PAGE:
All the pottery sherds found have been examined and identified by Jacqui Pearce, an expert on medieval pottery who works for Museum of London Archaeological Service (MoLA). I have not included the relatively small number of modern, Victorian, and post-1600 sherds that came from disturbed layers and contexts above the secure layer in this analysis, but only the surprising cache of early dated sherds. The results are as follows:
E/date = Earliest date for the fabric
L/date = Latest date for the fabric
Sherds = Number of sherds found
Weight = Weight in grams
Med = Medieval
Fabric Description Sherds E/date L/date Weight Forms
Roman Various Roman fabrics 13 50 400 51 Misc
EMFL Early Med flint-tempered ware 2 970 1100 17 Cooking pot
EMCS Early Med coarse sand-tempered ware 80 1000 1200 344 Cooking pots
ESHER Early South Herts grey ware 98 1050 1200 690 Cooking pots
LCOAR Coarse London-type ware 1 1080 1200 7 Jar
LOND London-type ware 45 1080 1350 192 Various
SHER South Herts grey ware 100 1170 1350 611 C/pots & Bowls
KING Kingston ware 21 1230 1400 102 Jugs & bowls
MG Mill Green ware 2 1270 1350 4 Misc
CBW Coarse Surrey-Hampshire border ware 30 1270 1500 217 Cooking pots
LMHG Late Med Herts Glazed ware 1 1350 1450 2 Misc
CHEA Cheam ware 1 1350 1500 10 Misc
PMRE Early Post-Med red ware 11 1480 1600 141 Various
In the same contexts, as well as the pottery sherds, there were a number of peg tile fragments and there were three lumps of slag which are still being examined to see if we can learn more from them. The only animal bone in all three excavations was very degraded as bone does not appear to survive in that particular area of the playing field. A re-examination of the medieval sherds from all three excavations indicate that they were not as abraded as first thought and although no indication of structures, other than the post hole, were found it is likely they have not travelled very far since their deposition.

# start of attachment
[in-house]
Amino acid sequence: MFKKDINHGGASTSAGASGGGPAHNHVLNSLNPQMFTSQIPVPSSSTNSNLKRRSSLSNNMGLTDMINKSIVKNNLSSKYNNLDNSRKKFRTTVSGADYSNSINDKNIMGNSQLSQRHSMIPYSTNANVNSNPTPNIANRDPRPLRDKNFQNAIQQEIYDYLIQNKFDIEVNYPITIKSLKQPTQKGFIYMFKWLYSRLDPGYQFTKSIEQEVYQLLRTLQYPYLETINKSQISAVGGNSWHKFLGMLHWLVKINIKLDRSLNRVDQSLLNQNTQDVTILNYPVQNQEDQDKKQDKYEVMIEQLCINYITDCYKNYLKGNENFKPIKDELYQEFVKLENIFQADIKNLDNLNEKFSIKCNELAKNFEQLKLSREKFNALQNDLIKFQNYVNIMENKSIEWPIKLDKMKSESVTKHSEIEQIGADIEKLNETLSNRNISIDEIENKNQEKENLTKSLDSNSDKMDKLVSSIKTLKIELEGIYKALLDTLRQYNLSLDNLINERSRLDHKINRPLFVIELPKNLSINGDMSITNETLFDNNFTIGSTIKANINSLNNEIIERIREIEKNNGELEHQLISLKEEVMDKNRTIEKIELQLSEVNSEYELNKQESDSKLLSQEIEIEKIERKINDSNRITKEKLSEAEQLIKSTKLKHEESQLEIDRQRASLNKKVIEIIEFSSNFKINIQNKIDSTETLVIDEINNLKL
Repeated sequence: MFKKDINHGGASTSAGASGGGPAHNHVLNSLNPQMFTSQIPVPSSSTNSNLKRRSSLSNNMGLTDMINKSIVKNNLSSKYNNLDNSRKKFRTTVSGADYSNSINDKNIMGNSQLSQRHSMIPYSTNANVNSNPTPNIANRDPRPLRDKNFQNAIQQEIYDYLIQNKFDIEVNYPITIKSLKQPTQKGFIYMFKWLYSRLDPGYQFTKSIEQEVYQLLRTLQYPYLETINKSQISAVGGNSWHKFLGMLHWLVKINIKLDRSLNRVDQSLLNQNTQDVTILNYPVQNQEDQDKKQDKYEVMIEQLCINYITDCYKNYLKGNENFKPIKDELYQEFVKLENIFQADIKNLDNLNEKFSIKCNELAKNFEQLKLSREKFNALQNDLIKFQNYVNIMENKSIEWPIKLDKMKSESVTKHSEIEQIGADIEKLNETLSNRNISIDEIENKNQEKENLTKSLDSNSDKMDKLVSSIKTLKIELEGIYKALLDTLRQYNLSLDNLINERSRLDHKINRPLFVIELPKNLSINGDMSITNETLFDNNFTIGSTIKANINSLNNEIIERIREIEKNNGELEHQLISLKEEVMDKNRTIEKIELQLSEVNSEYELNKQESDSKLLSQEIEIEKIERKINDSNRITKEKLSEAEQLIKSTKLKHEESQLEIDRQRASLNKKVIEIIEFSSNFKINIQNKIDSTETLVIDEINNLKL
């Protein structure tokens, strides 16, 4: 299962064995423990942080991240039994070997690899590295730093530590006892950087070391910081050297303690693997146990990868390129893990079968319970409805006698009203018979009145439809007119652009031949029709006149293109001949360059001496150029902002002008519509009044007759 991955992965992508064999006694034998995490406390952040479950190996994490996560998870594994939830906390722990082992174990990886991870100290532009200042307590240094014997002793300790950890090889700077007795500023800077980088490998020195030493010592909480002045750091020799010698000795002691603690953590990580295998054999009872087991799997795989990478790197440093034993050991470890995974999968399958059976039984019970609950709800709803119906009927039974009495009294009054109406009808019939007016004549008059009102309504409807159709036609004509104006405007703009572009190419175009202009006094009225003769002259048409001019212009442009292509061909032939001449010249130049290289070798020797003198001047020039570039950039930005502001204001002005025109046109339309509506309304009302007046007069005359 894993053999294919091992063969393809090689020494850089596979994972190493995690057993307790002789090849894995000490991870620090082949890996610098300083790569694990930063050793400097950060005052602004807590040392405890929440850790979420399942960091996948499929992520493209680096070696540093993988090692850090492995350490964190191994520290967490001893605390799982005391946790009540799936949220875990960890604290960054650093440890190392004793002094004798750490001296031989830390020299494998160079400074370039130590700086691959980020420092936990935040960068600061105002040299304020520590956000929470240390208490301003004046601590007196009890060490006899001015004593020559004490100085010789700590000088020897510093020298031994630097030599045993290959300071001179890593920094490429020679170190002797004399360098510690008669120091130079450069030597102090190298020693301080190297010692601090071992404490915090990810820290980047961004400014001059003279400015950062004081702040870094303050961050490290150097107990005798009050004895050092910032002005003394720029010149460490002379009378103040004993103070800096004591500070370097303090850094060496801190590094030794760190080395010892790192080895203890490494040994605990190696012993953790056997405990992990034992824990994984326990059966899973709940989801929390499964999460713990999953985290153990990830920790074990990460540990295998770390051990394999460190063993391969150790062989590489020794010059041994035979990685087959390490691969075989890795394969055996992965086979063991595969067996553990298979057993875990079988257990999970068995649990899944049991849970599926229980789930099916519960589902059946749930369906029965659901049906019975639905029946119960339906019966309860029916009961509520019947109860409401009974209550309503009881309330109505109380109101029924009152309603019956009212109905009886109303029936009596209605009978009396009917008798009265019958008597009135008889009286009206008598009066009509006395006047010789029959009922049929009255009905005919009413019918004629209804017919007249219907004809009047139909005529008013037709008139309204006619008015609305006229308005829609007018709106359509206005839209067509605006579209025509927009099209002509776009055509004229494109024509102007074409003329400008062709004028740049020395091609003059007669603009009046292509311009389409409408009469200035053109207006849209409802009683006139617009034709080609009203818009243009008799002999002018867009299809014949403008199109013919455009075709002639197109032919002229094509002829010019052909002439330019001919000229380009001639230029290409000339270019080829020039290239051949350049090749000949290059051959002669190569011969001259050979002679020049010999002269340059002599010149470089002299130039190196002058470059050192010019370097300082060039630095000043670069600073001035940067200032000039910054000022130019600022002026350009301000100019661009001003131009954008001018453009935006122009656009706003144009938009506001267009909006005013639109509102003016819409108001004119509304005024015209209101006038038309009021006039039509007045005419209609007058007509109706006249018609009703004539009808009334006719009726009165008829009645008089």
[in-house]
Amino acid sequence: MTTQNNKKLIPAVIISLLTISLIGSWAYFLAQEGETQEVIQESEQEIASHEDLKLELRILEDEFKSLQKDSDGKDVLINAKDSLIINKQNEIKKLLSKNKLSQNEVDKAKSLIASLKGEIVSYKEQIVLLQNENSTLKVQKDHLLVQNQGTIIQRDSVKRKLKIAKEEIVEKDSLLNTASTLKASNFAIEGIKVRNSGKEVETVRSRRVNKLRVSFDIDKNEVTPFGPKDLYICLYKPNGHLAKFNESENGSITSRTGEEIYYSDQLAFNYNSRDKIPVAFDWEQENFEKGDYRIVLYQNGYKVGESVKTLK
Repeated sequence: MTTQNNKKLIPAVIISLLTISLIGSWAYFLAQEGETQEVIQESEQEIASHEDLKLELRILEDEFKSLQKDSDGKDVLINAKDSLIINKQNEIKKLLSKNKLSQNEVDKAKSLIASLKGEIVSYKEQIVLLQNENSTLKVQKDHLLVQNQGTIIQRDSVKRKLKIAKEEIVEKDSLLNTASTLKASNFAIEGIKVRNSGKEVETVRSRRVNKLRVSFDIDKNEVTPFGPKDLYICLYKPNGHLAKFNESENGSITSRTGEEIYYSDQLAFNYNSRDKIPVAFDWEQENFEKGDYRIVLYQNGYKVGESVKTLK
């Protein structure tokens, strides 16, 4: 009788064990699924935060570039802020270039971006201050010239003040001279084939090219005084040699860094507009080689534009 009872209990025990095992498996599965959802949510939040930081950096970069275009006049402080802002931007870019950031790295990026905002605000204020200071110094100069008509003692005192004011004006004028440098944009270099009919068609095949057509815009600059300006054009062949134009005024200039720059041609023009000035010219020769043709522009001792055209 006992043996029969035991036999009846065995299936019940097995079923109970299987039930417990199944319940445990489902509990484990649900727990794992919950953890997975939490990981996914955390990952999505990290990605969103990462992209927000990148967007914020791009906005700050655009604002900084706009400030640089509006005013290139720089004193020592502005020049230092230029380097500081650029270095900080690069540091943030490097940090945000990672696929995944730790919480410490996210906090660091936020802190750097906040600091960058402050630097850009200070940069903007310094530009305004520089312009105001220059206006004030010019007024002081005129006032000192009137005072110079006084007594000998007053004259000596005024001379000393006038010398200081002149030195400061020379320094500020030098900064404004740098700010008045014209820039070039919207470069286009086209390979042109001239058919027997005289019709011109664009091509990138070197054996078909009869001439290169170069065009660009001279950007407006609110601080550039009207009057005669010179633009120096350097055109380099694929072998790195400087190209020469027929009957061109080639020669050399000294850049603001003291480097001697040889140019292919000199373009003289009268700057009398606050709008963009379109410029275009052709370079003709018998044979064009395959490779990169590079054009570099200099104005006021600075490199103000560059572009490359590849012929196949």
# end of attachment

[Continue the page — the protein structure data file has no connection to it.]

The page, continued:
The contexts above the medieval layer were very disturbed with detritus from the playing field including in 2012 a computer “flash drive” – the artefact of the future? The area had been used for allotments during the WWII, so there were lots of remains of flower pots, rusty implements, bits of brick, tile and glass. Earlier occupation was attested to by the numerous clay pipe stems and bowls. The spread of dates for the manufacture of the pottery sherds found in these upper layers indicate more or less continuous occupation in the area.
English Heritage have extended the Area of Special Archaeological Significance to cover this site as a consequence of the quantity of medieval pottery sherds found and it is to be hoped that when an opportunity arises to excavate further in the area this will lead to a greater understanding as to why this large quantity of early medieval pottery is present. All the people involved in these three excavations have been acknowledged in the previous HADAS newsletters: No. 473 August 2010, No. 485 August 2011 and No 498 September 2012.
Book Review by Stewart Wild
Henrietta Barnett – Social Worker and Community Planner
by Micky Watkins
Published by the author and Hampstead Garden Suburb Archive Trust
Softback 21cm x 27cm; 320pp; ISBN 978-0-9549798-7-4; £14.95
Micky Watkins has lived in Hampstead Garden Suburb for over fifty years and has been a member of HADAS for more than half that time. For the past twenty years she has worked at Hampstead Garden Suburb Archive, and this detailed book on the life and achievements of Dame Henrietta Barnett (1851–1936) is the result of exhaustive study covering this remarkable woman’s life and the legacy she left behind in north London.
Fig. 1. An Evocative Cover